Nervous system

Headache (monotherapy: up to 54%; combination therapy: 43%), dizziness excluding vertigo (monotherapy: 16%; combination therapy: 14%), and memory impairment (monotherapy: 5%; combination therapy: 5%) have been reported in CHC patients.

Tinnitus was reported in up to 2% of CHC patients coinfected with HIV using peginterferon alfa-2a (the active ingredient contained in Pegasys) plus ribavirin.

A 40-year-old male coinfected with hepatitis C virus and HIV experienced chorea and akathisia coincident with peginterferon alfa-2a therapy. He was administered subcutaneous peginterferon alfa-2a 180 mcg weekly and oral ribavirin 1 g daily. At week 20 of therapy, the patient presented to the clinic complaining of irritability, difficulty in sleeping, and prominent choreiform involuntary movements with myoclonic activity of the upper and lower extremities. He was diagnosed with chorea and akathisia. He was treated with ropinirole, propranolol, and clonazepam. Peginterferon alfa-2a and ribavirin were discontinued with complete resolution of symptoms after 5 days.[Ref]

Very common (10% or more): Dizziness (up to 89%), headache (up to 56%), concentration impairment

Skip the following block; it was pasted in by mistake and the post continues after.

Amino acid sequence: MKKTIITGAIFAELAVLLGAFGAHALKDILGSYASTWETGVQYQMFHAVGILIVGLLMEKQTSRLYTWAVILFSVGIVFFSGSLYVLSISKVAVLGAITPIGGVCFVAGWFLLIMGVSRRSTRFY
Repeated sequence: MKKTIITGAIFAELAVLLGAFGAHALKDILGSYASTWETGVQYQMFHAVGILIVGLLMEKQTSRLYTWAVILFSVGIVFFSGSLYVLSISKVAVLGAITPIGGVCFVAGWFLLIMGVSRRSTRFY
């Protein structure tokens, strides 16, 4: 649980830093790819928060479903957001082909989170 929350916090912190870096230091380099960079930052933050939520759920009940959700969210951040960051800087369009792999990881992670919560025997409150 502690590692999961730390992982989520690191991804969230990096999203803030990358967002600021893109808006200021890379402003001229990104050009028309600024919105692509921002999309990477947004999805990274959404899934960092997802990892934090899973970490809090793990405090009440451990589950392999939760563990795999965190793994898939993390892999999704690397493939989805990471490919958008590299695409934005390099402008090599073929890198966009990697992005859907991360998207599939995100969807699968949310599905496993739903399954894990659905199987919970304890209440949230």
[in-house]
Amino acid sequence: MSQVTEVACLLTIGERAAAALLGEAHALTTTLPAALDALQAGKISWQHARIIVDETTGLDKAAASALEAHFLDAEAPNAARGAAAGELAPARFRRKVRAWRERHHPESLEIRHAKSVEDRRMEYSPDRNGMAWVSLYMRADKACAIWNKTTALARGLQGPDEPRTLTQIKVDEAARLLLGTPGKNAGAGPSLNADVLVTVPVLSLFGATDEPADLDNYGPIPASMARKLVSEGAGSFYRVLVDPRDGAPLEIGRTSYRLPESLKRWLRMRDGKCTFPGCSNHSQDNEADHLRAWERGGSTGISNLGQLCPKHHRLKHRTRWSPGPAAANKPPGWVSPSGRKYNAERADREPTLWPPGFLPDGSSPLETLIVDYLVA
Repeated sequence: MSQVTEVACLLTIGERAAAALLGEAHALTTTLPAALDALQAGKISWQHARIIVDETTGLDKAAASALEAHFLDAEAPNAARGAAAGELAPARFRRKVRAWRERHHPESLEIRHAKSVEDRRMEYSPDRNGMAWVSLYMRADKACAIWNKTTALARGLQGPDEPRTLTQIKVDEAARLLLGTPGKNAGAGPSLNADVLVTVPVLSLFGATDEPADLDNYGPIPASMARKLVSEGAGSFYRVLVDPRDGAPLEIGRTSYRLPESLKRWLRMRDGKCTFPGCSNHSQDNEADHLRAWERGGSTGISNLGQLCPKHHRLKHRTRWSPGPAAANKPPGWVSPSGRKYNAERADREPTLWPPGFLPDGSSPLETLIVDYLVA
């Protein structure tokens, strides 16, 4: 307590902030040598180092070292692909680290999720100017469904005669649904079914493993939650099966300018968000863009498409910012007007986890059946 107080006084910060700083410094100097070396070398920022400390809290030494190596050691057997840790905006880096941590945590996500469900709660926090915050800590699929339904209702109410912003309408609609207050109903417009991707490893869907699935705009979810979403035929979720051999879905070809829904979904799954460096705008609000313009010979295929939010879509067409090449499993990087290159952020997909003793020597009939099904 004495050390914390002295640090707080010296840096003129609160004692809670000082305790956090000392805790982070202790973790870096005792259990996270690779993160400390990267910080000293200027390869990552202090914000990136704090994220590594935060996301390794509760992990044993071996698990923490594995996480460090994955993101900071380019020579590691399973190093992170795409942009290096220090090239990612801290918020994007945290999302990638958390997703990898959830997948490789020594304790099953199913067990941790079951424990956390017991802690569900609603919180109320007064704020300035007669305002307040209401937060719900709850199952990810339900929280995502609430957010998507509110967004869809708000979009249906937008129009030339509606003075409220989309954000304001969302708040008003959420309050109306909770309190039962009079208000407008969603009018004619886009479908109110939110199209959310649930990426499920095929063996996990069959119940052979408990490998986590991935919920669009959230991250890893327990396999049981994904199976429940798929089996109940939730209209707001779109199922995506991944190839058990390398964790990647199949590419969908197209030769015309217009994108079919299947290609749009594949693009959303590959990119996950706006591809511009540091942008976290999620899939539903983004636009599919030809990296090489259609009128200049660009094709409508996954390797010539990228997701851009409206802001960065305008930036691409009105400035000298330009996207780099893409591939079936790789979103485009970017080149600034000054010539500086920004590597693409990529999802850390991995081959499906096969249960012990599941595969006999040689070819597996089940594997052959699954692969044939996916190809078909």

Common (1% to 10%): Vertigo, syncope, migraine, memory impairment, weakness, hypoesthesia, hyperesthesia, paresthesia, tremor, taste disturbance, somnolence, tinnitus

Uncommon (0.1% to 1%): Peripheral neuropathy, hearing loss

Rare (0.01% to 0.1%): Cerebral hemorrhage, coma, convulsions, facial palsy

Frequency not reported: Cerebral ischemia, chorea and akathisia

Postmarketing reports: Seizures, hearing impairment[Ref]

Other

Very common (10% or more): Influenza-like signs/symptoms, fatigue/asthenia (up to 65%), pyrexia (up to 54%), fatigue (up to 51%), rigors (up to 35%), asthenia (up to 30%), pain (up to 11%), overall resistance mechanism disorders (up to 12%)

Common (1% to 10%): Fever, chills, chest pain, influenza-like illness, malaise, lethargy, shivering, hot flushes, thirst, infections (fungal, viral, bacterial), peripheral edema, flushing, earache